Photo: Allan Pollok-Morris. Courtesy Jupiter Artland

Public art

In pictures: Escape the heat with this Joana Vasconcelos-designed pool

Public can take a dip in the intricate Gateway pool at Jupiter Artland park in Edinburgh

In the current heatwave, visitors to the Jupiter Artland contemporary sculpture park in Edinburgh can cool down by dipping themselves in a totally immersive work of art: a fully functioning circular swimming pool created by the Portuguese artist Joana Vasconcelos. The public art piece, entitled Gateway, was more than three years in the making, bringing together architects and engineers across Portugal and Scotland. The cost of the ambitious project is undisclosed.

The pristine pool is nine metres in diameter with a maximum depth of 2.15 metres (just big enough for swimmers to make circular laps). Vasconcelos’s creation has a spiritual dimension also, sitting on a series of earthly leylines—geometric alignments connecting spiritual sites—that apparently intersect at Bonnington House, the Jacobean manor house on site. Dotted around the base are twelve radial stones engraved with 12 zodiac symbols which bathers can study close-up gliding along the bottom.
Photo: © Allan Pollok-Morris. Courtesy of Jupiter Artland

The pristine pool is nine metres in diameter with a maximum depth of 2.15 metres (just big enough for swimmers to make circular laps). Vasconcelos’s creation has a spiritual dimension too, sitting on a series of earthly leylines—geometric alignments connecting spiritual sites—that apparently intersect at Bonnington House, the Jacobean manor house on site. Dotted around the base are twelve radial stones engraved with 12 zodiac symbols which bathers can study close-up by gliding along the bottom.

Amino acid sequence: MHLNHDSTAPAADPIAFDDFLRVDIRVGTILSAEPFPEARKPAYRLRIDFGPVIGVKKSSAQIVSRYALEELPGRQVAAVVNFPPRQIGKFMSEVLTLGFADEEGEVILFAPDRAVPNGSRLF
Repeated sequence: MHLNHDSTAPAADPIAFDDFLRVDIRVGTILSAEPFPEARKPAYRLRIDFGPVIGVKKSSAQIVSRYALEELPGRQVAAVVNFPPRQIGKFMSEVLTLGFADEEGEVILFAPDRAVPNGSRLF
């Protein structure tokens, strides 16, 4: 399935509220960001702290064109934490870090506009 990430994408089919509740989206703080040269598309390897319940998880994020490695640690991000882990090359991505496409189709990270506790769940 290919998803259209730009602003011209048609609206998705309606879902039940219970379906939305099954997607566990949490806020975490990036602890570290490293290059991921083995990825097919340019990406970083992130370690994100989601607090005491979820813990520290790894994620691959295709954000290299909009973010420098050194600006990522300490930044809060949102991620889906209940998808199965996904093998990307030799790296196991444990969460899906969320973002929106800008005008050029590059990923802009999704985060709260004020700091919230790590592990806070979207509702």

The pool is a feat of engineering, comprising 11,366 hand-painted and glazed tiles produced at the 170-year-old Viúva Lamego tile factory in Sintra, Portugal.  Vasconcelos’s architecture team developed the designs, working closely with the Viúva Lamego artisans.  “The most challenging part of the work was, in fact, the adaptation of the flat, two-dimensional drawing into the three-dimensionality of the project, as well as the on-site construction of the most perfect circular shape itself,” Vasconcelos tells The Art Newspaper.  “For this adaptation, the architecture team made approximately 500 drawings of different scales. To help Viúva Lamego factory in the production and to better control each tile, they produced 461 painting boards (drawings) of all elements: border, pool wall, bottom and splashes, on scale 1/2. The total design process lasted approximately three years, [encompassing] concept design and technical assistance,” she says.
Photo: © Allan Pollok-Morris. Courtesy of Jupiter Artland